The effect of temperature and storage time on the resonance signals of irradiated pea (Pisum sativum L.)

Polat M., Korkmaz M.

FOOD RESEARCH INTERNATIONAL, vol.36, no.8, pp.857-862, 2003 (SCI-Expanded) identifier identifier

  • Publication Type: Article / Article
  • Volume: 36 Issue: 8
  • Publication Date: 2003
  • Doi Number: 10.1016/s0963-9969(03)00083-8
  • Journal Indexes: Science Citation Index Expanded (SCI-EXPANDED), Scopus
  • Page Numbers: pp.857-862
  • Hacettepe University Affiliated: No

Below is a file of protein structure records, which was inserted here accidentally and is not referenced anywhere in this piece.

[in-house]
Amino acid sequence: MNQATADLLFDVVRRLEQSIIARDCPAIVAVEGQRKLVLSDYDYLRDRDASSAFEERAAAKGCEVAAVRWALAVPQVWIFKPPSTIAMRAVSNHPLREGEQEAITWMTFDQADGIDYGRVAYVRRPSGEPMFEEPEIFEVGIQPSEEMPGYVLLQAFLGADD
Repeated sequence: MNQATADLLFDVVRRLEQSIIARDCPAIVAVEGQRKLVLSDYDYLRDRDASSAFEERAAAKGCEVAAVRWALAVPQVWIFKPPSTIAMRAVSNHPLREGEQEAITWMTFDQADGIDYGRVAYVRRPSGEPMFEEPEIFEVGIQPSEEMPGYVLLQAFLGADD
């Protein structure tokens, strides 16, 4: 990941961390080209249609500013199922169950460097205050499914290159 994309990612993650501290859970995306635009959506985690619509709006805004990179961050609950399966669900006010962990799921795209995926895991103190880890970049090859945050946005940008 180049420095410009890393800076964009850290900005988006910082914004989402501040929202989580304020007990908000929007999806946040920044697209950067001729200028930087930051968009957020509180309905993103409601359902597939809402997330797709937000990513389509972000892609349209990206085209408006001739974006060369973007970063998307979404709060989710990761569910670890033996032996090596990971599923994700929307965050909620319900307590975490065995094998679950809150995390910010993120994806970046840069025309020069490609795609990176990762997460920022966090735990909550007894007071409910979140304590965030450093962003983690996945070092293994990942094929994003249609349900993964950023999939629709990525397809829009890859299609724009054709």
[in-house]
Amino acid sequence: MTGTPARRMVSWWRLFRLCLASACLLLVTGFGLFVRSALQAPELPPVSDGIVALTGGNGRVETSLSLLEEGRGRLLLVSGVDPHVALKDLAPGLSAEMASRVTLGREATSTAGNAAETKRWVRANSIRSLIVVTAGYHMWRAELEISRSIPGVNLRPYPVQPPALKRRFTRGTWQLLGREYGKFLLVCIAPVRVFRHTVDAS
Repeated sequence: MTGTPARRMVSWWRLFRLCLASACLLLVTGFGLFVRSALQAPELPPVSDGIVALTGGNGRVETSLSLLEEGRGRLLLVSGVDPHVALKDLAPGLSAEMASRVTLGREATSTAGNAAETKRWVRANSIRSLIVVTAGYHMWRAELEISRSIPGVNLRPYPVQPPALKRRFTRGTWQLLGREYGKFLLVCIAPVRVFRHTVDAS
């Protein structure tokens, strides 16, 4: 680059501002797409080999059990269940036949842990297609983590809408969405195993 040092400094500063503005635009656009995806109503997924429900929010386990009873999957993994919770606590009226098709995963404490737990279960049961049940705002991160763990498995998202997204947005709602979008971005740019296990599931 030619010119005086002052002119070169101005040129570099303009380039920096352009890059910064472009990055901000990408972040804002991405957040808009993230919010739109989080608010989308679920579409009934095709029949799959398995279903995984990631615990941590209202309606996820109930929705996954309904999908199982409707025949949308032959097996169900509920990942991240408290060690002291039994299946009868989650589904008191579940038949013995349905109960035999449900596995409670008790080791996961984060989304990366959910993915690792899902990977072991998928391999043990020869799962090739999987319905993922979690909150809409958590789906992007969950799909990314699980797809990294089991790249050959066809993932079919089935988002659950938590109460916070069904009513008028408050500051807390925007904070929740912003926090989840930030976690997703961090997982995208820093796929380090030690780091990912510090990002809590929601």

In the present work, the effects of storage time and temperature on the resonance signals of unirradiated and irradiated dry pea (Pisum sativum L.) were investigated using electron spin resonance (ESR) spectroscopy. As other legumes, unirradiated pea contains Mn2+ binded proteins and very small amount natural free radicals. They give rise to an ESR spectrum consisting of an equally spaced sextet and a singlet resonance line, respectively, both appearing at g = 2.0050 +/- 0.0007. Irradiation of pea by gamma radiation did not produce any pattern changes in the ESR spectrum of pea except a significant change in the intensity of the singlet resonance line which increased exponentially with absorbed dose in the studied dose range (1.25-15.0 kGy). Cooling the irradiated samples down to room temperature caused a reversible increase in Mn2+ and a reversible decrease in free radical signal intensities. However, heating the sample above room temperature created irreversible decreases in the intensities of both species. At room temperature, the free radical signal decayed very fast, but the signal due to Mn2+ ion did not exhibit any intensity changes over the storage period of 75 days. While, annealing of irradiated samples at high temperatures (308-373 K) produced continuous decrease in the signal intensity of Mn2+, it caused a decrease at the beginning and then an increase in the free radical signal intensity. Arrhenius plot constructed using rate constants determined from the variations of the signal intensities at high temperatures was used to calculate activation energies related with oxidation of Mn2+ and free radical species responsible from singlet resonance line. (C) 2003 Elsevier Ltd. All rights reserved.